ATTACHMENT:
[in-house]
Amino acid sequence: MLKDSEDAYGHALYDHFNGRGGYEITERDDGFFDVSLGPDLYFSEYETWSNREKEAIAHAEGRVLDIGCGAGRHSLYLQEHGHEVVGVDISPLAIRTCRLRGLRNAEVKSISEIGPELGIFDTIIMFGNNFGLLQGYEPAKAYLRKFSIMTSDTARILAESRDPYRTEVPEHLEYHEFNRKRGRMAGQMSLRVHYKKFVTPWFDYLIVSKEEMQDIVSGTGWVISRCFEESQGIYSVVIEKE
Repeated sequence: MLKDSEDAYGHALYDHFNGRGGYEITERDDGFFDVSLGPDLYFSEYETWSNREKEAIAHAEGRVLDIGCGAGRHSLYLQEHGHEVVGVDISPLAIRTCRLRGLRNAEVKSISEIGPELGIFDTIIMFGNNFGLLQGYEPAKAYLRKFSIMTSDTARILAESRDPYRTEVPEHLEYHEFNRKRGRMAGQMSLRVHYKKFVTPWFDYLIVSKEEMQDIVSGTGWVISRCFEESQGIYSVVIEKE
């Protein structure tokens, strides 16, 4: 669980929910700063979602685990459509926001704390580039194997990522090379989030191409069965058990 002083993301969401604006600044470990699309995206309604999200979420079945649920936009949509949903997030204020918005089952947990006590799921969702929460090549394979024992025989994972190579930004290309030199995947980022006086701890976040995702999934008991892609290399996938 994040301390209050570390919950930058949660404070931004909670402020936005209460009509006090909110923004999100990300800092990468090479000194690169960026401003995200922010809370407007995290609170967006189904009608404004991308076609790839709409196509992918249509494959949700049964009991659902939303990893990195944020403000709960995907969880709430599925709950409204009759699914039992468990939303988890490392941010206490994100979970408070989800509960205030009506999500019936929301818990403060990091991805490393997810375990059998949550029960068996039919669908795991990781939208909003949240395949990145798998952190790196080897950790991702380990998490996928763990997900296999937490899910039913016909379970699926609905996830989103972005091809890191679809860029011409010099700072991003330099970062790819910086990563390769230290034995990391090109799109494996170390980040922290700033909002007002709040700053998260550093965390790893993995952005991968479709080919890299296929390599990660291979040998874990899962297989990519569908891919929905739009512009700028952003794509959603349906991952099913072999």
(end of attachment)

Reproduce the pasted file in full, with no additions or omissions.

[in-house]
Amino acid sequence: MLKDSEDAYGHALYDHFNGRGGYEITERDDGFFDVSLGPDLYFSEYETWSNREKEAIAHAEGRVLDIGCGAGRHSLYLQEHGHEVVGVDISPLAIRTCRLRGLRNAEVKSISEIGPELGIFDTIIMFGNNFGLLQGYEPAKAYLRKFSIMTSDTARILAESRDPYRTEVPEHLEYHEFNRKRGRMAGQMSLRVHYKKFVTPWFDYLIVSKEEMQDIVSGTGWVISRCFEESQGIYSVVIEKE
Repeated sequence: MLKDSEDAYGHALYDHFNGRGGYEITERDDGFFDVSLGPDLYFSEYETWSNREKEAIAHAEGRVLDIGCGAGRHSLYLQEHGHEVVGVDISPLAIRTCRLRGLRNAEVKSISEIGPELGIFDTIIMFGNNFGLLQGYEPAKAYLRKFSIMTSDTARILAESRDPYRTEVPEHLEYHEFNRKRGRMAGQMSLRVHYKKFVTPWFDYLIVSKEEMQDIVSGTGWVISRCFEESQGIYSVVIEKE
């Protein structure tokens, strides 16, 4: 669980929910700063979602685990459509926001704390580039194997990522090379989030191409069965058990 002083993301969401604006600044470990699309995206309604999200979420079945649920936009949509949903997030204020918005089952947990006590799921969702929460090549394979024992025989994972190579930004290309030199995947980022006086701890976040995702999934008991892609290399996938 994040301390209050570390919950930058949660404070931004909670402020936005209460009509006090909110923004999100990300800092990468090479000194690169960026401003995200922010809370407007995290609170967006189904009608404004991308076609790839709409196509992918249509494959949700049964009991659902939303990893990195944020403000709960995907969880709430599925709950409204009759699914039992468990939303988890490392941010206490994100979970408070989800509960205030009506999500019936929301818990403060990091991805490393997810375990059998949550029960068996039919669908795991990781939208909003949240395949990145798998952190790196080897950790991702380990998490996928763990997900296999937490899910039913016909379970699926609905996830989103972005091809890191679809860029011409010099700072991003330099970062790819910086990563390769230290034995990391090109799109494996170390980040922290700033909002007002709040700053998260550093965390790893993995952005991968479709080919890299296929390599990660291979040998874990899962297989990519569908891919929905739009512009700028952003794509959603349906991952099913072999």